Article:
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HARRISBURG — The number of people getting help from a state program that offsets some housing costs for older and disabled Pennsylvanians will drop again this year, continuing more than a decade of decline.
Gov. Josh Shapiro wants to fix that.
In his first budget, the Democratic governor has proposed increasing rent and property tax rebate amounts and raising the income limits to make an additional 173,000 people eligible, an expansion that would significantly increase the size of the program. Shapiro also wants to stop the steady decrease in the number of people receiving rebates by allowing the income limits to rise with inflation.
The existing rules impose a “weird penalty” on recipients, budget secretary Uri Monson said at a legislative hearing in April, adding that it “seemed just like a terrible way to design a program to begin with.”
The number of rebates paid out has declined every year since 2009, according to the state Department of Revenue, a drop of almost 27%. By 2021, the most recent year for which data are available, roughly 160,000 fewer people received rebates compared to 2009. The payments provide a partial refund on rent or property taxes paid the previous year.
Despite the dwindling numbers, state lawmakers haven’t updated the income limits for homeowners to qualify in more than 15 years. For renters, it’s been more than 35 years.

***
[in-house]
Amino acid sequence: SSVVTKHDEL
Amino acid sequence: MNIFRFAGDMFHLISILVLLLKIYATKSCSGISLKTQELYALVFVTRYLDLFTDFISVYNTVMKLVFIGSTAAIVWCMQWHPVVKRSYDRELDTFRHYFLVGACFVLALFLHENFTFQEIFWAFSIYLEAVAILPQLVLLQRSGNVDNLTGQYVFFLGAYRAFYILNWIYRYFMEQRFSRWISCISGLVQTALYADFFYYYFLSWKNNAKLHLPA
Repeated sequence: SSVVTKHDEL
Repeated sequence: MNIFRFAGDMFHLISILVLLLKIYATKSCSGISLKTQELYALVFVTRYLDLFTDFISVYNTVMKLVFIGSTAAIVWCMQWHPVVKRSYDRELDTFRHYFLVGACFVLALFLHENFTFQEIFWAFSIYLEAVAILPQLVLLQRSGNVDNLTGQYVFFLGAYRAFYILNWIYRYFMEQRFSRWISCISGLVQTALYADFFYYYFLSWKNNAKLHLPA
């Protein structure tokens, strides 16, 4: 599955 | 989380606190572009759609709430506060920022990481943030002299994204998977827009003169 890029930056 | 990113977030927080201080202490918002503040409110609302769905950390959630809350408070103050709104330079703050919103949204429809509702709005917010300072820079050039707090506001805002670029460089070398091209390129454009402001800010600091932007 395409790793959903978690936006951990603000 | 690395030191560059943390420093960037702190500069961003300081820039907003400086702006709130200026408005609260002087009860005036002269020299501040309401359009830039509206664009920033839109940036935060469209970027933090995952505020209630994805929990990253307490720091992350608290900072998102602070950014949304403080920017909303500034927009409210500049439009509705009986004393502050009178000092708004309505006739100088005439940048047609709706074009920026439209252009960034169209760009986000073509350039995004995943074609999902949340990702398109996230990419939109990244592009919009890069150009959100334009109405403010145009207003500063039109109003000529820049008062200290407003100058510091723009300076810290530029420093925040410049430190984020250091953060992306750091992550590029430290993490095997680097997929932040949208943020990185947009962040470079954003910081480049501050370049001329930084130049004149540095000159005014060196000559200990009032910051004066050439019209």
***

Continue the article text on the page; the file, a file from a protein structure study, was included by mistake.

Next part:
A disconnect between state and federal law makes the problem worse. Most people who qualify for state rebates — lower-income renters and homeowners who are 65 or over, or disabled — also receive Social Security benefits, which are adjusted each year to keep pace with inflation. The income limits for the rebate program, however, don’t factor this in.
As a result, people who have received a rebate for years find that modest cost-of-living increases to their Social Security payments push their income just over the limit to qualify — at least on paper. In practice, much of the extra money someone receives from a Social Security increase is eaten up by rising Medicare premiums, as well as higher costs for everyday items caused by the inflation that prompts the increase in the first place, experts say.
Even if lawmakers agree to Shapiro’s plan, the expansion wouldn’t go into effect until the start of 2024. Thousands of people would still lose out on rebates this year, after soaring inflation led to one of the largest cost-of-living increases in decades.
The governor’s proposal offers a long-term solution to a problem that lawmakers have previously addressed only in a piecemeal fashion.
In 2014, the General Assembly passed legislation ensuring no one would be disqualified from receiving a rebate because of an increase in their Social Security income; that law expired in 2016. Since then, lawmakers from both parties have introduced dozens of bills to address the issue, but none have gained traction in Harrisburg.
Under current law, the income cap to qualify is $15,000 for renters but $35,000 for homeowners. Shapiro’s plan would eliminate this disparity, raising the income limit for both to $45,000 per year. (Under the program’s rules, only half of someone’s Social Security income is counted.) By 2026, that threshold would increase to $48,200, according to the administration’s projections. The governor also wants to boost the dollar value of the rebates across income levels by about 50%.
The expansion would cost an estimated $130 million in the first year, budget documents show.